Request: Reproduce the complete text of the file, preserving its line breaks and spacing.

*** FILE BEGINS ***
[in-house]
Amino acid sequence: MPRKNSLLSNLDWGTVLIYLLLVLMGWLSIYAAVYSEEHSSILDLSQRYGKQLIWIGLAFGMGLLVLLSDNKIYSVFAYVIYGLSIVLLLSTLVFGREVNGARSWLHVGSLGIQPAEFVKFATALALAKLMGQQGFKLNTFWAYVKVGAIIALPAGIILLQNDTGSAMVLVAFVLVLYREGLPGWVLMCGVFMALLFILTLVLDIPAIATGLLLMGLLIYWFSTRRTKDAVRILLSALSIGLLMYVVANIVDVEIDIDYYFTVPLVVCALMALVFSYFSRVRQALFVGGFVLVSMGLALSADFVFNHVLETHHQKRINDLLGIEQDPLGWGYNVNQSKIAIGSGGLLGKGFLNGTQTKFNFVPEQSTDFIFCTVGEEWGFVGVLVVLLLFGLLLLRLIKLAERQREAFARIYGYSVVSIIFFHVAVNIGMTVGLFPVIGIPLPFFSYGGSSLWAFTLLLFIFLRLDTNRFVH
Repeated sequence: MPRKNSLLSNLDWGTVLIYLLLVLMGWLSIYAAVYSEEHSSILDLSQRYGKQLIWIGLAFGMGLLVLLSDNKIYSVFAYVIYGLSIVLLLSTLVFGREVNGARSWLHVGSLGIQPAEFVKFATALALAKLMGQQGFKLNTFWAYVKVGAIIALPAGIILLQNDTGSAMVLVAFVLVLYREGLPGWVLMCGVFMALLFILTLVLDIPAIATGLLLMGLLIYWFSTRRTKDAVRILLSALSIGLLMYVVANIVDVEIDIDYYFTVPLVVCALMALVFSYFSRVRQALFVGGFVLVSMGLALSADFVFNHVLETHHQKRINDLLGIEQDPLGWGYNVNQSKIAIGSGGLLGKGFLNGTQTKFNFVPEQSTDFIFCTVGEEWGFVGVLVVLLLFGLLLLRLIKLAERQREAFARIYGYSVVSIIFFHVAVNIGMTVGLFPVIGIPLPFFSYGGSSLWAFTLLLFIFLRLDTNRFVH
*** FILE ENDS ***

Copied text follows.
[in-house]
Amino acid sequence: MPRKNSLLSNLDWGTVLIYLLLVLMGWLSIYAAVYSEEHSSILDLSQRYGKQLIWIGLAFGMGLLVLLSDNKIYSVFAYVIYGLSIVLLLSTLVFGREVNGARSWLHVGSLGIQPAEFVKFATALALAKLMGQQGFKLNTFWAYVKVGAIIALPAGIILLQNDTGSAMVLVAFVLVLYREGLPGWVLMCGVFMALLFILTLVLDIPAIATGLLLMGLLIYWFSTRRTKDAVRILLSALSIGLLMYVVANIVDVEIDIDYYFTVPLVVCALMALVFSYFSRVRQALFVGGFVLVSMGLALSADFVFNHVLETHHQKRINDLLGIEQDPLGWGYNVNQSKIAIGSGGLLGKGFLNGTQTKFNFVPEQSTDFIFCTVGEEWGFVGVLVVLLLFGLLLLRLIKLAERQREAFARIYGYSVVSIIFFHVAVNIGMTVGLFPVIGIPLPFFSYGGSSLWAFTLLLFIFLRLDTNRFVH
Repeated sequence: MPRKNSLLSNLDWGTVLIYLLLVLMGWLSIYAAVYSEEHSSILDLSQRYGKQLIWIGLAFGMGLLVLLSDNKIYSVFAYVIYGLSIVLLLSTLVFGREVNGARSWLHVGSLGIQPAEFVKFATALALAKLMGQQGFKLNTFWAYVKVGAIIALPAGIILLQNDTGSAMVLVAFVLVLYREGLPGWVLMCGVFMALLFILTLVLDIPAIATGLLLMGLLIYWFSTRRTKDAVRILLSALSIGLLMYVVANIVDVEIDIDYYFTVPLVVCALMALVFSYFSRVRQALFVGGFVLVSMGLALSADFVFNHVLETHHQKRINDLLGIEQDPLGWGYNVNQSKIAIGSGGLLGKGFLNGTQTKFNFVPEQSTDFIFCTVGEEWGFVGVLVVLLLFGLLLLRLIKLAERQREAFARIYGYSVVSIIFFHVAVNIGMTVGLFPVIGIPLPFFSYGGSSLWAFTLLLFIFLRLDTNRFVH